Writer’s Block: The balancing act of keeping kids safe

I think I might be turning out to be an overprotective parent. And I wish that wasn’t the case.

Mandy Moran Froemming

Mandy Moran Froemming

On my way home from work last week, I saw a little boy, out riding his bike through a fairly busy intersection near my house.

I’m not sure how old he was, maybe 6. He was by himself. He had bare feet. He wasn’t wearing a helmet. I went into “judgy mommy” mode, wondering where his parents were and how they could let him out like that by himself.

Then I came to my senses. We live in a pretty safe neighborhood and his parents were likely confident he knew how to safely check for cars and cross the street. As for the helmets, while I know they are recommended, they aren’t required, and most of us survived childhood without them. Although with the amount of distracted talkers and texters on the road these days, wearing one while biking near cars is a pretty good idea.

I used to walk to kindergarten by myself or with a neighborhood buddy. We were 5 years old. Once, a stranger asked us if we wanted a ride in his big, old, white car. We screamed “no,” ran to the school and told a teacher. Another time a crazy teenage driver nearly hit us while we were waiting to cross the street. We ratted him out, too, and the principal made him come over from the high school and apologize.

Our parents had taught us well how to take care of ourselves when we were on our own.

And that’s the kind of little person I want to raise. But I think it’s a lot harder to do these days when others are quick to judge giving a kid some independence as neglect. Just like I did.

I get uncomfortable when my 3-year-old is out of my sight, sometimes even in our own home.

I think I need to learn to relax.

We have been indoctrinated that danger is lurking around every single corner, from the threat of a TV tip-over injuring or even killing a small child to poisonings and suffocation.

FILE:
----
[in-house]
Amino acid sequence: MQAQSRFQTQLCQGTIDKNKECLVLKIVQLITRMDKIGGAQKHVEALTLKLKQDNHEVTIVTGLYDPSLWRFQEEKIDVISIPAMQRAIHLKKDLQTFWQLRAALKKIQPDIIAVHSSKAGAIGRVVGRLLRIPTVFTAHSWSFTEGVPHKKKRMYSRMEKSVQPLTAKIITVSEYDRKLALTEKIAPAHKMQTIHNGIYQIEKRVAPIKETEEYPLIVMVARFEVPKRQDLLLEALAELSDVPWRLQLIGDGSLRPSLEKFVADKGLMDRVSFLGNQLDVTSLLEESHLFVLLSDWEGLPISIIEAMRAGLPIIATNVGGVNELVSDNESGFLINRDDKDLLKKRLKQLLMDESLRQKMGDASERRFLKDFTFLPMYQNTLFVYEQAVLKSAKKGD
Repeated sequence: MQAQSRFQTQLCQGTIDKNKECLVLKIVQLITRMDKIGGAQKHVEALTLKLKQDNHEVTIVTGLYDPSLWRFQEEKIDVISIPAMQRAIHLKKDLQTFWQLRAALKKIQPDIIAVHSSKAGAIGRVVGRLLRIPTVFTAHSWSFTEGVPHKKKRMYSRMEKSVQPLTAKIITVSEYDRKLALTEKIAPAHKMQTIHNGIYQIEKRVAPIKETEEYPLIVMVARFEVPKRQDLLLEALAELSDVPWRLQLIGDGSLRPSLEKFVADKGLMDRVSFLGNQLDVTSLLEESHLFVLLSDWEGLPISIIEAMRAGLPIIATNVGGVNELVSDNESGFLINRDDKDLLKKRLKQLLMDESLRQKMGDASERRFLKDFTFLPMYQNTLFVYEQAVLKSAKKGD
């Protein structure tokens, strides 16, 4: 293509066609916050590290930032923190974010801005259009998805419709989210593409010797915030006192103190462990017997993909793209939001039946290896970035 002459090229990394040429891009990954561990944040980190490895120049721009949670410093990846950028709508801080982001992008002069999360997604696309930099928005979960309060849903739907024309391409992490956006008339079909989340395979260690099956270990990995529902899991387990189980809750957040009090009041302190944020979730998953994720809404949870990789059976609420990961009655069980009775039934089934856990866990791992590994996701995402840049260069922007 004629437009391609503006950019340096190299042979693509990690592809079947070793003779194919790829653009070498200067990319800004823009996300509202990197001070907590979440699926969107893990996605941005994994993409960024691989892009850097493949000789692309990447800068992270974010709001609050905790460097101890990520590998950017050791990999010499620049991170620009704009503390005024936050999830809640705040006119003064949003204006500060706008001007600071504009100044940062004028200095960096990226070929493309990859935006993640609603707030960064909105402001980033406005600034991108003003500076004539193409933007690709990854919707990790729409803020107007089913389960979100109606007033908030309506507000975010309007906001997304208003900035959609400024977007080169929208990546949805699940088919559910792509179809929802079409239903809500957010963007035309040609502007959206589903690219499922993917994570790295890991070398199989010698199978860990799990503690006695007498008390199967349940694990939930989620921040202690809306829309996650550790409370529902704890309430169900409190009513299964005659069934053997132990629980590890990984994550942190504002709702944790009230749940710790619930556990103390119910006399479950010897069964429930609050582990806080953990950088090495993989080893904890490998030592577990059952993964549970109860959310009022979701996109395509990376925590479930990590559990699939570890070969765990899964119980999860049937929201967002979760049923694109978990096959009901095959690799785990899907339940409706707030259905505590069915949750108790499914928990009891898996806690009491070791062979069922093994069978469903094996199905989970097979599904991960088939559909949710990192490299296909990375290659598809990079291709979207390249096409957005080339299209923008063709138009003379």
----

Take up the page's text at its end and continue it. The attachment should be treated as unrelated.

According to the Center for Disease Control, the No. 1 killer of children and teens in the U.S. is injury, with more than 9,000 dying each year as a result of being injured and 9 million more being treated in emergency rooms.

And those statistics are an improvement over past decades.

Child car seats. Seat belts. Helmets. All of these things save lives. And as they say, “when we know better, we do better.”

But the anxiety of knowing about so many dangers can be crippling for parents, many of whom want to keep their kids in a bubble.

And I wonder if the result will be future generations that struggle to take, or even calculate, risk.

While it might not have seemed like it at the time, I grew up with a lot of freedom compared to many kids I see today.

Part of it was living in a small town. But it was also that my parents taught us be responsible for ourselves.

As for my own tendency to be overprotective, I think it’s mostly due to my “always be prepared for the worst case scenario” outlook on life.

But reading through so many criminal complaints and accident reports over the years has made for extra worry as well.

Then there are the 74 school shootings in the U.S. since the Sandy Hook massacre 18 months ago and all the bullying and seduction that happens online.

I’d prefer not to pass my anxieties about all of those things on to my son, and it’s going to require diligence on my part.

I just hope we are raising a generation of kids that are smart enough to make good decisions and take care of themselves when they need to.

Mandy Moran Froemming can be reached at editor.anokaunion@ecm-inc.com

up arrow